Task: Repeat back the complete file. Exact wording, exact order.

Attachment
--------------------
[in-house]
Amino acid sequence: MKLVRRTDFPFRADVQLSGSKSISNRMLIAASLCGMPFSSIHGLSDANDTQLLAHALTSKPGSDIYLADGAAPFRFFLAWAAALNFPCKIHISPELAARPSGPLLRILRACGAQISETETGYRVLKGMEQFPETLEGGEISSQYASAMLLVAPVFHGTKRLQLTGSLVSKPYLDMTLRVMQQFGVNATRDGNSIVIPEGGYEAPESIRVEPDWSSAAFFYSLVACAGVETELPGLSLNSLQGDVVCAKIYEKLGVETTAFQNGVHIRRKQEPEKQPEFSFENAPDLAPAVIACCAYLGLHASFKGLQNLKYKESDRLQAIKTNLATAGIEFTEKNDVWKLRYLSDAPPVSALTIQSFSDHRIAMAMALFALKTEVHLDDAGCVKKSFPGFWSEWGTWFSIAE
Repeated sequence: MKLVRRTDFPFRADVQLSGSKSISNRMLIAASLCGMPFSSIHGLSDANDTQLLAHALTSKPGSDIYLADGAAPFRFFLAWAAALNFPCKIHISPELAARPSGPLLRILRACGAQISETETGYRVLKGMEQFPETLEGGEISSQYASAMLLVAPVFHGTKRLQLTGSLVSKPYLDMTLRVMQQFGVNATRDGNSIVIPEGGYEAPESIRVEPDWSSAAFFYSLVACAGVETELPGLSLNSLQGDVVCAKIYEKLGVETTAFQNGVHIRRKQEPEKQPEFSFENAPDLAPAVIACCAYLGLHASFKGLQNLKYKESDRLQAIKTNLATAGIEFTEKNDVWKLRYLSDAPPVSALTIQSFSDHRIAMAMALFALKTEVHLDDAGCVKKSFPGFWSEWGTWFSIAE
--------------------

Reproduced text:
[in-house]
Amino acid sequence: MKLVRRTDFPFRADVQLSGSKSISNRMLIAASLCGMPFSSIHGLSDANDTQLLAHALTSKPGSDIYLADGAAPFRFFLAWAAALNFPCKIHISPELAARPSGPLLRILRACGAQISETETGYRVLKGMEQFPETLEGGEISSQYASAMLLVAPVFHGTKRLQLTGSLVSKPYLDMTLRVMQQFGVNATRDGNSIVIPEGGYEAPESIRVEPDWSSAAFFYSLVACAGVETELPGLSLNSLQGDVVCAKIYEKLGVETTAFQNGVHIRRKQEPEKQPEFSFENAPDLAPAVIACCAYLGLHASFKGLQNLKYKESDRLQAIKTNLATAGIEFTEKNDVWKLRYLSDAPPVSALTIQSFSDHRIAMAMALFALKTEVHLDDAGCVKKSFPGFWSEWGTWFSIAE
Repeated sequence: MKLVRRTDFPFRADVQLSGSKSISNRMLIAASLCGMPFSSIHGLSDANDTQLLAHALTSKPGSDIYLADGAAPFRFFLAWAAALNFPCKIHISPELAARPSGPLLRILRACGAQISETETGYRVLKGMEQFPETLEGGEISSQYASAMLLVAPVFHGTKRLQLTGSLVSKPYLDMTLRVMQQFGVNATRDGNSIVIPEGGYEAPESIRVEPDWSSAAFFYSLVACAGVETELPGLSLNSLQGDVVCAKIYEKLGVETTAFQNGVHIRRKQEPEKQPEFSFENAPDLAPAVIACCAYLGLHASFKGLQNLKYKESDRLQAIKTNLATAGIEFTEKNDVWKLRYLSDAPPVSALTIQSFSDHRIAMAMALFALKTEVHLDDAGCVKKSFPGFWSEWGTWFSIAE